Critics of the Electoral College often point out that candidates only have to campaign in swing states and can ignore ‘solid’ states – and empirical research seems to supports this.  In 2004, only 11 states merited more than ten campaign stops by either candidate, while 12 had less than five stops (Goux and Hopkins 2008).  This criticism ignores that, from year to year, swing states can vary widely.  In 2004, Bush won North Carolina by over 12 points, and McCain lost it to Obama in 2008.  Obama won Indiana in 2008, and it seems very likely he’ll lose it by a substantial margin this election.  Demographics, regional issues, the economy, and many other factors determine whether a state is a swing state, and this is often not directly correlated with the number of electoral votes it possesses.  Further, fighting for electoral votes forces candidates to campaign in states they would very likely ignore otherwise (Bill Clinton in West Virginia in 1996, for example).  The Electoral College then does produce a truly national campaign, but the nature of that campaign changes every cycle.

What would a United States presidential election look like without the Electoral College?  A useful case for examination is the first round of French presidential elections.  In 2012, four candidates received over 10% of the vote – including extreme right wing Marie Le Pen of National Front – with current president François Hollande receiving only 28% of the vote.  In France a second round, where the top two finishing candidates compete against each other, ensures that one wins with a majority.  Research also suggests that voters are more likely to pick a candidate in the first round they would not vote for in the second, but it is not implausible to think of a similar, if slightly less fragmented, result in the United States – except in the US there would not be a second round.  One can envision the Tea Party fielding a candidate that polls very well in the South, while Romney could remain a moderate of the center-right wing of the party, leading to the fragmentation of the Republican Party.  None of this is particularly hard to imagine:  in 1992 Ross Perot received 19% of the national vote and won no electoral votes.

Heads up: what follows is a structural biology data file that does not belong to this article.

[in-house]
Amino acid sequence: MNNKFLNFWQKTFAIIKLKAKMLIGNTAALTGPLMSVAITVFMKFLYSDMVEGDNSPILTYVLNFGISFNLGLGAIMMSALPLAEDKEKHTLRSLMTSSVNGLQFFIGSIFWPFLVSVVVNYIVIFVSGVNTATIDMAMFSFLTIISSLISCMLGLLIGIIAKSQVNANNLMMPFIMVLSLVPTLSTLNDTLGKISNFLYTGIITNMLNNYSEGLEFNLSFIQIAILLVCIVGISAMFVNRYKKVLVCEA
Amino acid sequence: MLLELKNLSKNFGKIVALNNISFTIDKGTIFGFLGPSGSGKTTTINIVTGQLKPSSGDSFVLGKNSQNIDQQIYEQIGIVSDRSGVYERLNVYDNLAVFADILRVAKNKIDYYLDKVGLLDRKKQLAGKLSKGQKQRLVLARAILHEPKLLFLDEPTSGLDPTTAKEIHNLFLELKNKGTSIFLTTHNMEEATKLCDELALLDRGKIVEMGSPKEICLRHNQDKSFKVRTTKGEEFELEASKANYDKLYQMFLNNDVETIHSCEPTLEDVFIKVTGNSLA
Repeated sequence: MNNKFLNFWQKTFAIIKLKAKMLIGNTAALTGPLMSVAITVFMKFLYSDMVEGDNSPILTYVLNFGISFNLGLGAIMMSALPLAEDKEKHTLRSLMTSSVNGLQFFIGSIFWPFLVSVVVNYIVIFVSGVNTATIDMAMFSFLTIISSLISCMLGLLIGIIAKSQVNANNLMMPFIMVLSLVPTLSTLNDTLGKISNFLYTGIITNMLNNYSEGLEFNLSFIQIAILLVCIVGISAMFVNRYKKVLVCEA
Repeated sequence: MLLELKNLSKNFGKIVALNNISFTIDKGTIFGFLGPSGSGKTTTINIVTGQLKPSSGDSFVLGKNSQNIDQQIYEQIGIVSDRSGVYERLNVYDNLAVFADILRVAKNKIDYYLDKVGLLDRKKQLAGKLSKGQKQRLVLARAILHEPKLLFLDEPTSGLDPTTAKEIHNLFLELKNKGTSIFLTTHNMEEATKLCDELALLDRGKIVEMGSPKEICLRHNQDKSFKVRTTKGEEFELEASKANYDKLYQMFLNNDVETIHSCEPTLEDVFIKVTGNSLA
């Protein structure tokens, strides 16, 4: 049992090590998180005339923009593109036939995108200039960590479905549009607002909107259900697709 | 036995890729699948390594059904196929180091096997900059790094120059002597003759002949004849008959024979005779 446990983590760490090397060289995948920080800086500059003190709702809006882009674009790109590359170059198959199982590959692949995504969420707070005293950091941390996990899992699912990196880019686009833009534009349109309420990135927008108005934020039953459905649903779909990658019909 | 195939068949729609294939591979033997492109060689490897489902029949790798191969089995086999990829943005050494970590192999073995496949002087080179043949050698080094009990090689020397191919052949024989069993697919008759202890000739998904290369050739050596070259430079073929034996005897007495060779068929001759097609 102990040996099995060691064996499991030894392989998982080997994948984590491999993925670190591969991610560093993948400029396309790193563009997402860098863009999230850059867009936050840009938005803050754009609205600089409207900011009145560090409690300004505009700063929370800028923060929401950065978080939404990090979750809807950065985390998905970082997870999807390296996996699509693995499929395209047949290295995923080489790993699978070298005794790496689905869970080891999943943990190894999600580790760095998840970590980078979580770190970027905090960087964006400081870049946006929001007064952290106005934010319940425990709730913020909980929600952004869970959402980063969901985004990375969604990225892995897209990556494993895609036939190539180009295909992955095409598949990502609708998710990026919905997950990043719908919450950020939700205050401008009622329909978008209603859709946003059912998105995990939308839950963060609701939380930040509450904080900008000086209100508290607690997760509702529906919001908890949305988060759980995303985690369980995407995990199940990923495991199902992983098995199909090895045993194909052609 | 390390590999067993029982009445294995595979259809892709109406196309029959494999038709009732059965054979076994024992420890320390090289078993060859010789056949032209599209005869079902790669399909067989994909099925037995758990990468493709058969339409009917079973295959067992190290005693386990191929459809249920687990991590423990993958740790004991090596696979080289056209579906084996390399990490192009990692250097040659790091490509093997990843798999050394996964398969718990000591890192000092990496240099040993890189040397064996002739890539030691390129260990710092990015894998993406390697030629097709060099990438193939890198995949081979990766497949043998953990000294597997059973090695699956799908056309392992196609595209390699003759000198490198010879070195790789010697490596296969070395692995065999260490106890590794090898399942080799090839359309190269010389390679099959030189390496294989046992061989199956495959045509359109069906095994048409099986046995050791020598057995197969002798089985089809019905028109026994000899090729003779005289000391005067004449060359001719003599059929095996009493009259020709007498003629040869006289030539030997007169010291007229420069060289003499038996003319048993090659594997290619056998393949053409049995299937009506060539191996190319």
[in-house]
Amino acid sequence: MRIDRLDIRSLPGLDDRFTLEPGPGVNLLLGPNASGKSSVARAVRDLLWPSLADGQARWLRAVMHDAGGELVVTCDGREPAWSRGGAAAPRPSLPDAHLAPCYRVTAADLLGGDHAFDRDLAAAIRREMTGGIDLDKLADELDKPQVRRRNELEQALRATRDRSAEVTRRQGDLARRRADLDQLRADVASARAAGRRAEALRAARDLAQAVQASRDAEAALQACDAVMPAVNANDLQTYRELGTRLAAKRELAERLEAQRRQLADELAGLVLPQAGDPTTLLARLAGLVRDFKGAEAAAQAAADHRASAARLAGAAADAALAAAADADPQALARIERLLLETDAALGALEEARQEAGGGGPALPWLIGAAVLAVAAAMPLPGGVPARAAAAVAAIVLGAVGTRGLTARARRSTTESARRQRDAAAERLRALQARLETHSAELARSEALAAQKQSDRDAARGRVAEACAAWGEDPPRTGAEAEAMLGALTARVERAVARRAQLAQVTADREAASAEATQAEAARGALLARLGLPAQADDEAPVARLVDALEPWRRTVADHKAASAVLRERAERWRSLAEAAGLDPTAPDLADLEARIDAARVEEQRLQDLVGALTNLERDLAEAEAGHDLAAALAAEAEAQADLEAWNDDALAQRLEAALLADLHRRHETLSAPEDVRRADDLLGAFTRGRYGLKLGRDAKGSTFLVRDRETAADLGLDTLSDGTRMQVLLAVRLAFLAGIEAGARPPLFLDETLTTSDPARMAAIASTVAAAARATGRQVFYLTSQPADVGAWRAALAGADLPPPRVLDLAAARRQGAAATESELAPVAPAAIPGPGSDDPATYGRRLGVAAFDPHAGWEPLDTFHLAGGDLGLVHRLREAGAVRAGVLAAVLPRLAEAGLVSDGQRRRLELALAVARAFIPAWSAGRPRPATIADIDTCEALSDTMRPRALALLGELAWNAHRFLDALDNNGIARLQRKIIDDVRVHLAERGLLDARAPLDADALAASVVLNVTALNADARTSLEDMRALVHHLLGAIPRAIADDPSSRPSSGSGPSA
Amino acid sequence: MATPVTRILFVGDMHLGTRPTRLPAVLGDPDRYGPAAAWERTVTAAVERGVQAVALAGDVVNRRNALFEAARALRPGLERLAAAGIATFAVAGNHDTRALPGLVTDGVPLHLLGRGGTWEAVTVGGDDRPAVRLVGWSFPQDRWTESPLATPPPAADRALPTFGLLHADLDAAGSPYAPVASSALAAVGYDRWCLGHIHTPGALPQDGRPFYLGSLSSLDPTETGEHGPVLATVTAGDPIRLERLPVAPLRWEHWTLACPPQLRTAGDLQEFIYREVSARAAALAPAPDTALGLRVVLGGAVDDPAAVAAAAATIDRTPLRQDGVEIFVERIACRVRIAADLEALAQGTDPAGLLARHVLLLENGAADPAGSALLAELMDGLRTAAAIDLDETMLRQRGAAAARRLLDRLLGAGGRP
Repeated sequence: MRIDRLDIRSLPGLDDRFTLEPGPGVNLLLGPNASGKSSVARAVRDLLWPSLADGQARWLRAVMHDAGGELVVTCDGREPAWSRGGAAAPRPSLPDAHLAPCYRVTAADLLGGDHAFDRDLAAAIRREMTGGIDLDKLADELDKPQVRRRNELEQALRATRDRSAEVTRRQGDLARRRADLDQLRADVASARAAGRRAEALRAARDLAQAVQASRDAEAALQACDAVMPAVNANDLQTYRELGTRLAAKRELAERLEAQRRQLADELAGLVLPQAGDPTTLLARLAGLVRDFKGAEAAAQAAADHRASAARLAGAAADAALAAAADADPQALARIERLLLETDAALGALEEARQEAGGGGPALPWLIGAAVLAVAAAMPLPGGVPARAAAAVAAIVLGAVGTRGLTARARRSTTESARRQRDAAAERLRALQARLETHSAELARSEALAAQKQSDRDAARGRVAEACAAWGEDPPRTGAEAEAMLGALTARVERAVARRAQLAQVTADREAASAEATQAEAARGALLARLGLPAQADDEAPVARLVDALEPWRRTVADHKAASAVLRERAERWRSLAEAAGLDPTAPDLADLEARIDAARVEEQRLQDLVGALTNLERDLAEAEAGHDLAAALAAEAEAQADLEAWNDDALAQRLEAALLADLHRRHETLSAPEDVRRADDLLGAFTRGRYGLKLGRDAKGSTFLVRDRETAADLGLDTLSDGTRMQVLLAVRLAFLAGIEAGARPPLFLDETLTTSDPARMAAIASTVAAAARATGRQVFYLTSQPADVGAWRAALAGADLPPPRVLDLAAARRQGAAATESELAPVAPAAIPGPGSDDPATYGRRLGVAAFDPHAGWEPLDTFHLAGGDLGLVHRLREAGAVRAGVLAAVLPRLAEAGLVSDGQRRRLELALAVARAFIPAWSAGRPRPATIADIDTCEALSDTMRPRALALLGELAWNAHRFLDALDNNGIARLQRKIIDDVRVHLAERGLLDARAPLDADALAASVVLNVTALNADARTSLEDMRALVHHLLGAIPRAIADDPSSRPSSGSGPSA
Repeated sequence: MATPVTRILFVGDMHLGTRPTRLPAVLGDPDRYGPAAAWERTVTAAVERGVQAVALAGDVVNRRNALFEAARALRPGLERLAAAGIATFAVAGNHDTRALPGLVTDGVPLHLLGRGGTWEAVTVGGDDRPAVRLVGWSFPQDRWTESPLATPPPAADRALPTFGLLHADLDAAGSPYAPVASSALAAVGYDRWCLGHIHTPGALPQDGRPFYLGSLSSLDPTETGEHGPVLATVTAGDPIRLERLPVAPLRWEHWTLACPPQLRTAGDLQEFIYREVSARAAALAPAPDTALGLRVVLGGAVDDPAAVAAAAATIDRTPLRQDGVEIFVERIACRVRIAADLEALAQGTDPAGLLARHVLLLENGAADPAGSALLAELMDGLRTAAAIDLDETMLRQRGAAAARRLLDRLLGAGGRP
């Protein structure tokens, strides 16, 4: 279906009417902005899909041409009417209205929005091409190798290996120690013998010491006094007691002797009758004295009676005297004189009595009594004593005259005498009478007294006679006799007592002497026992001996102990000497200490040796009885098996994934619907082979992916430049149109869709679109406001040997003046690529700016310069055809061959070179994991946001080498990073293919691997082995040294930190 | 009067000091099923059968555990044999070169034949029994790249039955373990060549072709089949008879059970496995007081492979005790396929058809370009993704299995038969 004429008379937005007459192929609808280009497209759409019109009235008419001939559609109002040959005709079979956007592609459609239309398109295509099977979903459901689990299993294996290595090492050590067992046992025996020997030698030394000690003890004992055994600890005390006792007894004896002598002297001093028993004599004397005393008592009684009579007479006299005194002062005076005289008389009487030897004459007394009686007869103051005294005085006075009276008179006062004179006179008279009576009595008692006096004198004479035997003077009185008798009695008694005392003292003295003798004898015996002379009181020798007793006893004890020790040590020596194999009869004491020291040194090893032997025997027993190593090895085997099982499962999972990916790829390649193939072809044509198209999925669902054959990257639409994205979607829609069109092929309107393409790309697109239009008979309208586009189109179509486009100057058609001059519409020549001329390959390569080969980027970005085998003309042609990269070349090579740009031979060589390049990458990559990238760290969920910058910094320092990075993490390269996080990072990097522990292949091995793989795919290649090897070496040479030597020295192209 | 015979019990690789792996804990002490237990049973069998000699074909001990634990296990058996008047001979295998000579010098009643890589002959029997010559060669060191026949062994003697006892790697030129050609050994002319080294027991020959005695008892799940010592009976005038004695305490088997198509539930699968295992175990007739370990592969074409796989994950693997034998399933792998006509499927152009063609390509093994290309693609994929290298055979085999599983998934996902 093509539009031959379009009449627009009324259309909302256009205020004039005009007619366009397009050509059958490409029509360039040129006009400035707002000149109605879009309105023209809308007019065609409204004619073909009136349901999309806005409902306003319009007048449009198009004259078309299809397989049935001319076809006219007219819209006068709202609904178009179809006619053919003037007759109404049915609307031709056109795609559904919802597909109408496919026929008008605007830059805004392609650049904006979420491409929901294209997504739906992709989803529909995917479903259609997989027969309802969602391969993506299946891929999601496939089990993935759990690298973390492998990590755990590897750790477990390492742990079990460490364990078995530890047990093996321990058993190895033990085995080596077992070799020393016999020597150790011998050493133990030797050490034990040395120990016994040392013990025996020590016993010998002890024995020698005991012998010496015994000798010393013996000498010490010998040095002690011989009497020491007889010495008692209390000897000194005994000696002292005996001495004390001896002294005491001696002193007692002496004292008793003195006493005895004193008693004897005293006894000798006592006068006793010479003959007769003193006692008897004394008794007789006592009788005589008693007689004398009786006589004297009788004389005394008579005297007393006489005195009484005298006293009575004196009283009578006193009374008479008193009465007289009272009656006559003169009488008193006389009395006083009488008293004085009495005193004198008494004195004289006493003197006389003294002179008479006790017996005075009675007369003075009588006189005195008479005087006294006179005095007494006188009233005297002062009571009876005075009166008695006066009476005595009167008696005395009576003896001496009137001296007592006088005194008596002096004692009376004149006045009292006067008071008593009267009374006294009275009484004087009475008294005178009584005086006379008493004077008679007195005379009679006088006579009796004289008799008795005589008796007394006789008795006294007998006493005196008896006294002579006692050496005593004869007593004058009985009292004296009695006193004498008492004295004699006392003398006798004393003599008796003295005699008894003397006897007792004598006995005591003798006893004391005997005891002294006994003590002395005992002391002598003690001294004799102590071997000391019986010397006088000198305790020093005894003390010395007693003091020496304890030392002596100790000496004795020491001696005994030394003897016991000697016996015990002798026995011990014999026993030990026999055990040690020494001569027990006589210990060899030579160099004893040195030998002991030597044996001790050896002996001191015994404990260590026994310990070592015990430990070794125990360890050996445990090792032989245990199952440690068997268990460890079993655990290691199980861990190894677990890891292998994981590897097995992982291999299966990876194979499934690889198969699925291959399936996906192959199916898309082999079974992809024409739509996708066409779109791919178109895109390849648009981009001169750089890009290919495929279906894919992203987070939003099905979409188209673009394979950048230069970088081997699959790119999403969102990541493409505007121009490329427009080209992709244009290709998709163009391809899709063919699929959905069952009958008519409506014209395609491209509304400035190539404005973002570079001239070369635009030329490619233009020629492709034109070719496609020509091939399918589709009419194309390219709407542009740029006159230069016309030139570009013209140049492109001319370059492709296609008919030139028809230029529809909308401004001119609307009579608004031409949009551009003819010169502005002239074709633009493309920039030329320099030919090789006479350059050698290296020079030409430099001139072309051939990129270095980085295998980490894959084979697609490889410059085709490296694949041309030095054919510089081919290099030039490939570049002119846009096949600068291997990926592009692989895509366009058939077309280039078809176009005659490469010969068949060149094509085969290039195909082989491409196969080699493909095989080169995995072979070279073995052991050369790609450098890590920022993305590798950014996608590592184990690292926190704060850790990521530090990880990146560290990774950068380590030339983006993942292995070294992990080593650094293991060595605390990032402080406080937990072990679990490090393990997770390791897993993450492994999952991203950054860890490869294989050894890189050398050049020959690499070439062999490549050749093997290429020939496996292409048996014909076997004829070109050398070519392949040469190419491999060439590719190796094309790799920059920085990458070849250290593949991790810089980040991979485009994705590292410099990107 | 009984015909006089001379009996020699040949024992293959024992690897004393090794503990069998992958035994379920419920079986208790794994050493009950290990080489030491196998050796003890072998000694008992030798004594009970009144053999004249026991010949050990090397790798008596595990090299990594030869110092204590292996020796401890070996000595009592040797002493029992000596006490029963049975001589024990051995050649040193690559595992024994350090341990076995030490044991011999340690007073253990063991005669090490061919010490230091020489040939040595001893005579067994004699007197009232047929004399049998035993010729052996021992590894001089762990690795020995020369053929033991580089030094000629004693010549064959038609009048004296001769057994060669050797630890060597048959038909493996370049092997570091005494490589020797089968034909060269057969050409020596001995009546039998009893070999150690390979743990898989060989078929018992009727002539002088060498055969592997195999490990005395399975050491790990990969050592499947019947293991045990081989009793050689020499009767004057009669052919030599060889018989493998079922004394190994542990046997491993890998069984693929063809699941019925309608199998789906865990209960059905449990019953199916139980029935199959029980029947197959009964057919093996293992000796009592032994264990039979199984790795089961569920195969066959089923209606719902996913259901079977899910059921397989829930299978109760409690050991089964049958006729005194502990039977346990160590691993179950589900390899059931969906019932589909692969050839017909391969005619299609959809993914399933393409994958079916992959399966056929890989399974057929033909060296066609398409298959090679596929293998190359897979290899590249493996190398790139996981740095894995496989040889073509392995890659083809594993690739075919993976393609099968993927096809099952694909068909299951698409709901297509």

Should the Electoral College be reexamined?  Probably – but it is worth pointing out during that discussion the positives and negatives of the current system.  In 2008, Barack Obama won 52.9% of the popular vote – a slight majority – but he won 67.8% of the electoral votes (365 to 173).  The Electoral College reduces the perception of small victories and bolsters presidential legitimacy.  A two round election, such as in France, might be the best solution [JT: But this is not what the National Popular Vote initiative will produce, and thus would most likely require a constitutional amendment].  But Americans are used to clear winners and losers, and this is something that the Electoral College typically produces.

[Cross-posted at The Monkey Cage]

Joshua Tucker

Joshua Tucker is a Professor of Politics at New York University.